The gap between conventional milk price and fixed price milk continues to widen, and while some processors have implemented a top-up payment to help address the price gap, others have not.

On most dairy farms, production rises towards peak supply in May, so the negative impact seen in the milk cheque for the average dairy farmer is probably at its most acute.

In our example we assume a dairy farmer is supplying 750,000 litres annually, with 15% of their milk locked in to a fixed price scheme.

The farmer in the example has produced 333,913 litres during the first five months with 73,565 litres supplied in May, 69,797 litres in April, 69,118 litres in March, 59,047 litres in February and 62,385 litres in January.

Dale Farm

Dale Farm’s fixed price scheme pays a base of 29p/l from October to March, reducing to 26p/l for April to September.

To date, the co-op has yet to offer any top-up payment on fixed-price milk, meaning the scheme currently trails its conventional base price by 16.05p/l.

Applying the respective monthly base prices to 85% of the farmer’s milk supply this year, plus the fixed price on 15% of supply, milk sales over the first five months come to £122,775. This excludes bonus payments on milk quality and volume.

If the farmer supplied 100% of milk at conventional base price, milk sales for the same five-month period come to £128,112.

This means the farmer in the fixed-price scheme is down £5,337 so far this year, or 1.6p/l on all milk produced during the outlined period.

Lakeland Dairies

Lakeland Dairies operates two fixed-price schemes which pay 28p/l and 29p/l from October to March, reducing to 26p/l and 27p/l from April to September respectively.

However, the co-op was the first processor to apply a support payment on fixed-price milk, adding 7p/l from April to December 2022.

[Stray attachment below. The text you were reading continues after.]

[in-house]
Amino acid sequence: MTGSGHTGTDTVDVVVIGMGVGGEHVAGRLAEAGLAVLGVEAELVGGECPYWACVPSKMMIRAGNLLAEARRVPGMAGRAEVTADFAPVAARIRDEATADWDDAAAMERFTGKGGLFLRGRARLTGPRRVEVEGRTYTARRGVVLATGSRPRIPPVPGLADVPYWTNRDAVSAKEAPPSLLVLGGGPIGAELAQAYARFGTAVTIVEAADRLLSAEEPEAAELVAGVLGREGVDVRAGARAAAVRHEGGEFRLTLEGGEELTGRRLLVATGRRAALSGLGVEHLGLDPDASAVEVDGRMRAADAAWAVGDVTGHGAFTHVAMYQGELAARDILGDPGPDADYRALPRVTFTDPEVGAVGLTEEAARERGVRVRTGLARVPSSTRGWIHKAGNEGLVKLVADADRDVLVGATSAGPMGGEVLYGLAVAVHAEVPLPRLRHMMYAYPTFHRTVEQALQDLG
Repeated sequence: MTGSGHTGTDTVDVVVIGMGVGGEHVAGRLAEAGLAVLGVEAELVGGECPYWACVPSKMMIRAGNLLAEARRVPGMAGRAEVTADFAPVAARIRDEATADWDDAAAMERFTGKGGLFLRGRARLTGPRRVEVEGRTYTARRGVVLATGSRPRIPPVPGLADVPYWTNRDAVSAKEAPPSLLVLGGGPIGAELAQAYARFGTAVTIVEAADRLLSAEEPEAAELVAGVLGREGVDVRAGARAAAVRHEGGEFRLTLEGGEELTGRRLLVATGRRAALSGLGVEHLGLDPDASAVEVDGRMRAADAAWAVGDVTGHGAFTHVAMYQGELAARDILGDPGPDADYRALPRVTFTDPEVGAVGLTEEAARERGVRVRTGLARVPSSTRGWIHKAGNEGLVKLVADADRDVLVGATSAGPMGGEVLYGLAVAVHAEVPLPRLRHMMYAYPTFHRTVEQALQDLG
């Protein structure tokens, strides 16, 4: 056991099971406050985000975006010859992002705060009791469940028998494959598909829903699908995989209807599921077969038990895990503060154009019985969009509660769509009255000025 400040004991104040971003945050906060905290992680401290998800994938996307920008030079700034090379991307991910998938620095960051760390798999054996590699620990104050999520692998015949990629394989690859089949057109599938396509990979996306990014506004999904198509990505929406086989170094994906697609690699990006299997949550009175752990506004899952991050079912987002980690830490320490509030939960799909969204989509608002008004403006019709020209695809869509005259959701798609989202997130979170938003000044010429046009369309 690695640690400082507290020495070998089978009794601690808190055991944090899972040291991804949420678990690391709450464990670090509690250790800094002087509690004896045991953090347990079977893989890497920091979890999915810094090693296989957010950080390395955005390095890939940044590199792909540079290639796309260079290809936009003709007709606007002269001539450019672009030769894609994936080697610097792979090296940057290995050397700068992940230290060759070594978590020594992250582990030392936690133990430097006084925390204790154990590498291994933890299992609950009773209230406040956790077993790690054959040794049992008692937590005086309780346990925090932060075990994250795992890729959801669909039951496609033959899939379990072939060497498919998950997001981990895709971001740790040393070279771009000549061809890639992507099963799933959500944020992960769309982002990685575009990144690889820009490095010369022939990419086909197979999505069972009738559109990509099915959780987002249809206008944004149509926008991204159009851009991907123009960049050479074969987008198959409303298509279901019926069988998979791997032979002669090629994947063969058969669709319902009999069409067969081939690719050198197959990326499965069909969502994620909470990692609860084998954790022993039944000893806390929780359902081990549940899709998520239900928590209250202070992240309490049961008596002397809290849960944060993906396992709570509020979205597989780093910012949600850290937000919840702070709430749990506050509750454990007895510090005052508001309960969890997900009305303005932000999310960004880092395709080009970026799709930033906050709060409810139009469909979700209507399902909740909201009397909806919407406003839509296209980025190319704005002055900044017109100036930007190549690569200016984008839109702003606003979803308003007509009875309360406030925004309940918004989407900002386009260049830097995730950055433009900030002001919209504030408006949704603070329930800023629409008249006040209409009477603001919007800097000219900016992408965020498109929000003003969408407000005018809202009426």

If the farmer in the example had 15% of milk committed on fixed price schemes, milk sales from January to May amount to £121,568 excluding payments on milk quality and volume.

Where 100% of milk is supplied at conventional base price, the farmer would be £3,689 better off, with sales of £125,257 before top ups for milk quality.


Aurivo’s main fixed price scheme pays a base of 27.5p/l each month, but a 4p/l support payment increased this to 31.5p/l from April.

From January to May, at 15% of supply on a fixed price, milk sales come to £122,581 excluding payments on milk quality.

Where 100% of milk is supplied at conventional base price, income increases to £126,997, which is a difference of £4,415.

Glanbia Ireland

Glanbia Ireland is the only other processor with a fixed price scheme in operation. It pays a base of 27.5p/l, although a second scheme was introduced in April that pays a base of 38p/l this year.

A support payment of 2.5p/l was also introduced on fixed price milk for April, increasing to 3.75p/l in May.

But assuming the farmer is only committed to 15% of supplies in the first scheme, milk sales come to £126,019 from January to May. That works out at £5,239 less than where 100% of milk is sold at conventional price.


With analysts forecasting that dairy markets will hold firm throughout the remainder of the year, farmers will continue to incur significant reductions in incomes unless further support payments can be offered.

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